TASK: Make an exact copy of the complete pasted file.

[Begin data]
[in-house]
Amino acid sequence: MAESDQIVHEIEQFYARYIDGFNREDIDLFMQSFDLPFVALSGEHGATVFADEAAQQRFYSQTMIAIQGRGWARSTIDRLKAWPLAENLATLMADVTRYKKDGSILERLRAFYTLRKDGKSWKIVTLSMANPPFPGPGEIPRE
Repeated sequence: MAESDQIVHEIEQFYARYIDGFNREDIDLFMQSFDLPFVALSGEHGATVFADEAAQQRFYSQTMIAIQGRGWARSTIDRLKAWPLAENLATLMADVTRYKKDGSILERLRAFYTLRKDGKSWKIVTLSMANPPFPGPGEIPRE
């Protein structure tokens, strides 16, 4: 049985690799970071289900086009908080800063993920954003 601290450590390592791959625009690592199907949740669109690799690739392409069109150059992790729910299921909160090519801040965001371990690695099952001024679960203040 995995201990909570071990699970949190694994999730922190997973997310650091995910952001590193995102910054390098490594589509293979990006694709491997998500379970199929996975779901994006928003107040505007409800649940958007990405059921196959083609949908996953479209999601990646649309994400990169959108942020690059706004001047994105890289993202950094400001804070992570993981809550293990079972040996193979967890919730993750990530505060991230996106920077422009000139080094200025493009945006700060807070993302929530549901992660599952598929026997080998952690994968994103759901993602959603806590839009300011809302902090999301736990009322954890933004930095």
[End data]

[in-house]
Amino acid sequence: MAESDQIVHEIEQFYARYIDGFNREDIDLFMQSFDLPFVALSGEHGATVFADEAAQQRFYSQTMIAIQGRGWARSTIDRLKAWPLAENLATLMADVTRYKKDGSILERLRAFYTLRKDGKSWKIVTLSMANPPFPGPGEIPRE
Repeated sequence: MAESDQIVHEIEQFYARYIDGFNREDIDLFMQSFDLPFVALSGEHGATVFADEAAQQRFYSQTMIAIQGRGWARSTIDRLKAWPLAENLATLMADVTRYKKDGSILERLRAFYTLRKDGKSWKIVTLSMANPPFPGPGEIPRE
């Protein structure tokens, strides 16, 4: 049985690799970071289900086009908080800063993920954003 601290450590390592791959625009690592199907949740669109690799690739392409069109150059992790729910299921909160090519801040965001371990690695099952001024679960203040 995995201990909570071990699970949190694994999730922190997973997310650091995910952001590193995102910054390098490594589509293979990006694709491997998500379970199929996975779901994006928003107040505007409800649940958007990405059921196959083609949908996953479209999601990646649309994400990169959108942020690059706004001047994105890289993202950094400001804070992570993981809550293990079972040996193979967890919730993750990530505060991230996106920077422009000139080094200025493009945006700060807070993302929530549901992660599952598929026997080998952690994968994103759901993602959603806590839009300011809302902090999301736990009322954890933004930095």